"During the war, the people of Palestine suffered very badly. They were treated by the Turks as an alien hostile race, for their pro-Ally sympathies were well known: they were robbed and starved; their crops were seized, their fields cut up for trenches; their businesses were ruined and their able-bodied men were forcibly conscripted, even after 3 payments of exemption tax; tens of thousands of them died from pestilence or famine. When therefore the British and Allied forces over-ran the Holy Land, they were welcomed with such joy as had not been known before. It was indeed a liberation and the traditions of the British name promised great things for the future. Men wore their best clothes and strangers embraced each other on the roads from sheer gladness. There were endless 'Te Deums' in village mosques and churches, or in what the law had left in them."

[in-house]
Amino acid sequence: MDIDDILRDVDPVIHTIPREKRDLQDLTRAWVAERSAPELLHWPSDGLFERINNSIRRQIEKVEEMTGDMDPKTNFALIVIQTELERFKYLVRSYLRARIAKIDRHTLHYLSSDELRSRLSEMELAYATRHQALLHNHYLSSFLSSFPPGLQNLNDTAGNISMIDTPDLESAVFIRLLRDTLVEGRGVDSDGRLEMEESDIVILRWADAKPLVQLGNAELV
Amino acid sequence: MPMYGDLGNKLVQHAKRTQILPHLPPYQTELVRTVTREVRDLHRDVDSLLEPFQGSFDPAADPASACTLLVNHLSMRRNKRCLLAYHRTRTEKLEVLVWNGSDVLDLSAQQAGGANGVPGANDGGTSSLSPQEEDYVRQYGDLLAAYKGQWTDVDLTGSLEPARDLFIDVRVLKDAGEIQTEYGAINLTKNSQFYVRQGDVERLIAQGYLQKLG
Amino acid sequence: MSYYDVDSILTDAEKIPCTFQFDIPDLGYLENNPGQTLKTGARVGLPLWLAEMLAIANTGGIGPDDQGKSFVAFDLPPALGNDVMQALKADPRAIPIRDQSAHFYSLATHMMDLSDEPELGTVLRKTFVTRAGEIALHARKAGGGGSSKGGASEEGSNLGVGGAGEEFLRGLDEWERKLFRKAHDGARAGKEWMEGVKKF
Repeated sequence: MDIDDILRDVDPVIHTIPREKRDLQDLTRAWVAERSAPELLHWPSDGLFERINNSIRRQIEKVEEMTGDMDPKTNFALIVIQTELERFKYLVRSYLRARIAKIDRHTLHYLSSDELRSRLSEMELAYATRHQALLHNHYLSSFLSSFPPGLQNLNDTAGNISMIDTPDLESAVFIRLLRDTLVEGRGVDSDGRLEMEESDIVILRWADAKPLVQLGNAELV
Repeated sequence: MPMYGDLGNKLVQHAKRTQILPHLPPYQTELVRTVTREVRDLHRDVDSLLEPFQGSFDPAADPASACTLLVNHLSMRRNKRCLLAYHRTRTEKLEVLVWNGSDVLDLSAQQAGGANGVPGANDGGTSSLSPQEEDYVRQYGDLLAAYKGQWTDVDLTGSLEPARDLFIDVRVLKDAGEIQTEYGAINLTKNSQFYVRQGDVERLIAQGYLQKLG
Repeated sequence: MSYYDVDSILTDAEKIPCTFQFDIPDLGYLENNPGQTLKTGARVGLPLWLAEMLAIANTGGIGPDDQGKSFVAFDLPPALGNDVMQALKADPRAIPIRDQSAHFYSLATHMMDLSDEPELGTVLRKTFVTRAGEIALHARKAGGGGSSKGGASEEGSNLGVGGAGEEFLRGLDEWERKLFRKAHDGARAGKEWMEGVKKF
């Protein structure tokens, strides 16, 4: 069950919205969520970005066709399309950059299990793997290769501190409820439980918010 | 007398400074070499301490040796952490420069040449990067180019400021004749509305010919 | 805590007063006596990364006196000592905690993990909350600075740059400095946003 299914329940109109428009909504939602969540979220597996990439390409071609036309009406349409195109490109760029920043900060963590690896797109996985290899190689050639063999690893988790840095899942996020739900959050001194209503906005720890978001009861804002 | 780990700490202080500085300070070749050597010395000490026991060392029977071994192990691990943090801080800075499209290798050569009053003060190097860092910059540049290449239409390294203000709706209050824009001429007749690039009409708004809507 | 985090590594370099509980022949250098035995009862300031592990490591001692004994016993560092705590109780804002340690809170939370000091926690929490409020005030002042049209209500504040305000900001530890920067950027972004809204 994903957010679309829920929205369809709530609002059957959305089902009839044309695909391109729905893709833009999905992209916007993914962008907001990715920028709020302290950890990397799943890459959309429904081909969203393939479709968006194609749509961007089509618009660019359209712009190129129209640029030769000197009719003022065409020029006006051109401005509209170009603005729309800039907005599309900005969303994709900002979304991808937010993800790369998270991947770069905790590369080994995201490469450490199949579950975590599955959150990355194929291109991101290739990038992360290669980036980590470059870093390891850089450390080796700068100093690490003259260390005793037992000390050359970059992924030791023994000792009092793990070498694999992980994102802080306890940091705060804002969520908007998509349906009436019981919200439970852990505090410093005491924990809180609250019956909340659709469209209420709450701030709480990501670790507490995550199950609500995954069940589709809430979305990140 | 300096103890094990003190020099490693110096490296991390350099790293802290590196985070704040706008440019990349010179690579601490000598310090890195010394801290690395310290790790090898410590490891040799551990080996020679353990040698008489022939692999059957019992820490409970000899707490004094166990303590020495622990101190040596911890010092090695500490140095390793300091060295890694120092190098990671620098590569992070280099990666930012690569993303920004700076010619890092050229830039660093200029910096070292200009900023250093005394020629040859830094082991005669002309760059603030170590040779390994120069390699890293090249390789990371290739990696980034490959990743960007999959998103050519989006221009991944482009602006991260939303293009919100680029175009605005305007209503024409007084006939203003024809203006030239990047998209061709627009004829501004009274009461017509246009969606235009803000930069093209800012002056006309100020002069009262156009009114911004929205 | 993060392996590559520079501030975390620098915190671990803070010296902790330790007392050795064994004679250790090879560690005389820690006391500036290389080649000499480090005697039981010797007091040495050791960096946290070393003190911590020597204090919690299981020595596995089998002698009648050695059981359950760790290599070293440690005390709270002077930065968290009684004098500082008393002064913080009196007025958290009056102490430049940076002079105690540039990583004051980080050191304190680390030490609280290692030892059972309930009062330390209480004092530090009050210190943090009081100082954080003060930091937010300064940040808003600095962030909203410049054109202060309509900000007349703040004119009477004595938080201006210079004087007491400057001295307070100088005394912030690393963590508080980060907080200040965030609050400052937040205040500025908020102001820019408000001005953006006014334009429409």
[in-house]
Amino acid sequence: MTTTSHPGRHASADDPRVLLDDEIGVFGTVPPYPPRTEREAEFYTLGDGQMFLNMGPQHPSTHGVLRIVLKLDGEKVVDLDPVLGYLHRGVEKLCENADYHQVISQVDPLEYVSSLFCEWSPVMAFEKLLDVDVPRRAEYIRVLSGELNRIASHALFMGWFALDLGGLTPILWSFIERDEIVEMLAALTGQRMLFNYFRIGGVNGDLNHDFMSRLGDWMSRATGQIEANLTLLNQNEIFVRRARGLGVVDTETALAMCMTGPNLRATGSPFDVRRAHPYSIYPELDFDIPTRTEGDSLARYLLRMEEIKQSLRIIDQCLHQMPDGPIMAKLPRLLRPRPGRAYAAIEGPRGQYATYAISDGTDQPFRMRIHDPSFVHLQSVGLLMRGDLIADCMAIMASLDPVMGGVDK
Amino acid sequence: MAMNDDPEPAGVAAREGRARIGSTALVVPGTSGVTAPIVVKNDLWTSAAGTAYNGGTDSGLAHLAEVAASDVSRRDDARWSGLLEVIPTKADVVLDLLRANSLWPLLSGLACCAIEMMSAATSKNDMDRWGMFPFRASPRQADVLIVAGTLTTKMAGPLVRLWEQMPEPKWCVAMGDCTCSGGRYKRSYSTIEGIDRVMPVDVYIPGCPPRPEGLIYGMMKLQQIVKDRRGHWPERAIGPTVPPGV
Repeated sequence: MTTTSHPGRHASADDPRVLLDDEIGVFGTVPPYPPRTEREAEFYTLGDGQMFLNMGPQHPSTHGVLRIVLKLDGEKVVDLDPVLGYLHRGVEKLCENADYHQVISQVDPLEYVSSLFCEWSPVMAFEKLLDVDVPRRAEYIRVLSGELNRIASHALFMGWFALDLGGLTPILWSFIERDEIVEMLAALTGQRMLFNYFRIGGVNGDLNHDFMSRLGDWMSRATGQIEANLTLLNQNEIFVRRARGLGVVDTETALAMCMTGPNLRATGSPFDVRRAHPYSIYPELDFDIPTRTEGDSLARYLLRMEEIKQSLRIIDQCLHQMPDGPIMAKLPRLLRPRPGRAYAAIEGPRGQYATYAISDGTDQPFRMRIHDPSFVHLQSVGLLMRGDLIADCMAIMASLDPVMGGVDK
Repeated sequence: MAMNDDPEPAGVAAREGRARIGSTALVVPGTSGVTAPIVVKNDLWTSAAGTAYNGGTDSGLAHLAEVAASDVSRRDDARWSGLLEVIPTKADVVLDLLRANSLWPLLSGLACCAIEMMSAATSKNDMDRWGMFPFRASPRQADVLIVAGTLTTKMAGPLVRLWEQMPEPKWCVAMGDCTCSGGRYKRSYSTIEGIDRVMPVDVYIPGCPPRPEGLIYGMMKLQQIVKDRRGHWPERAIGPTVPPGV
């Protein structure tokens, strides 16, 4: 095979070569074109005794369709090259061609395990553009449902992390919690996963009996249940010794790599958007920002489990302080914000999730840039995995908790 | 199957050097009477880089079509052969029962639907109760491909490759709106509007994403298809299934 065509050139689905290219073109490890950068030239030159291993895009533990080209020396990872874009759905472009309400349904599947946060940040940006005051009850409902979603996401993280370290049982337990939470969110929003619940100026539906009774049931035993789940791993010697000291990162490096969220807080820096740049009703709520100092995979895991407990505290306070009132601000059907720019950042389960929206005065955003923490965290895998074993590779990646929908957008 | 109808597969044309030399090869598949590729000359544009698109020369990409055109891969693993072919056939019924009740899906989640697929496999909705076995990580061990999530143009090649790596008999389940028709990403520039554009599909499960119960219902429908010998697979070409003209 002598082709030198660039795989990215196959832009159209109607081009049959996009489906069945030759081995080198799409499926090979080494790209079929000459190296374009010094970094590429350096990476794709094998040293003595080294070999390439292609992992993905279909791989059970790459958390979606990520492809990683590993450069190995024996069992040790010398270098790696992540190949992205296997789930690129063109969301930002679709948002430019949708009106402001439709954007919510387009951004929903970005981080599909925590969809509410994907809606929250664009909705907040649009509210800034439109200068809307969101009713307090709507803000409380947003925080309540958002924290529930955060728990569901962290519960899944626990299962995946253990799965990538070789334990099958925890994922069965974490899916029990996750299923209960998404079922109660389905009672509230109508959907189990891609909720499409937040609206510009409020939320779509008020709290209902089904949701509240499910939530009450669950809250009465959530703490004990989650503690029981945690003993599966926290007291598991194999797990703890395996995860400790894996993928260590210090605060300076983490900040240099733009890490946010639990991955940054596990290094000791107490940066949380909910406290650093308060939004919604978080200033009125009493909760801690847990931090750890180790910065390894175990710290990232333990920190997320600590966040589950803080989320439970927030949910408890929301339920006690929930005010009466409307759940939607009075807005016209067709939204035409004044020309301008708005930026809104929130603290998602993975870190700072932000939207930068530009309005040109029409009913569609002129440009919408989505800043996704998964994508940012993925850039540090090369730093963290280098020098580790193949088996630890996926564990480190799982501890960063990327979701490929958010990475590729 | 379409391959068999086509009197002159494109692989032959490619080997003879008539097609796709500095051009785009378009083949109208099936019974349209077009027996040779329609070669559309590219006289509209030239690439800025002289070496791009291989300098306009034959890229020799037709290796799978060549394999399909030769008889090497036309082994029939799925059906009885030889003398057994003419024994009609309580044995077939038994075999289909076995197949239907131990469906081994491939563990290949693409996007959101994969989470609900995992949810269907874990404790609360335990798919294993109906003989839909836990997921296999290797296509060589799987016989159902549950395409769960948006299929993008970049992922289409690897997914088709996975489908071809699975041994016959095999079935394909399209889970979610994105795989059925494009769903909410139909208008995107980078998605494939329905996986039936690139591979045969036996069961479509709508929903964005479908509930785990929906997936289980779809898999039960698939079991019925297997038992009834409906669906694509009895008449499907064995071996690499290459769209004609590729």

Gabriel has more to say in the same vein but the following sentence on 1918 Palestine is telling: "The problem of Palestine was perhaps the easiest of solution of those that had been left to Great Britain as a result of the war." But no, they had to stuff it up, didn't they?
"The picture now presented by [High Commissioner] Sir Herbert Samuel's report, and by the reports of the commission on the Palestine disturbances [of 1921] and of the Zionist Organization, is by no means so refreshing, and recent visitors to Palestine find the situation overhung with clouds, the population sullen, morose and angry. The people say openly that they were better off under the Turks and are only restrained from violence by the fear of British bayonets; the machinery of military coercion is everywhere in evidence; public security no longer exists and even the High Commissioner himself travels with an armed escort; concessions have been suspended and developments remain in abeyance; the Holy Places are neglected, the government is out of touch with the people.
"Something must have gone seriously wrong in the interval to have produced a change so marked and unexpected. History records no other instance of the same kind under British rule."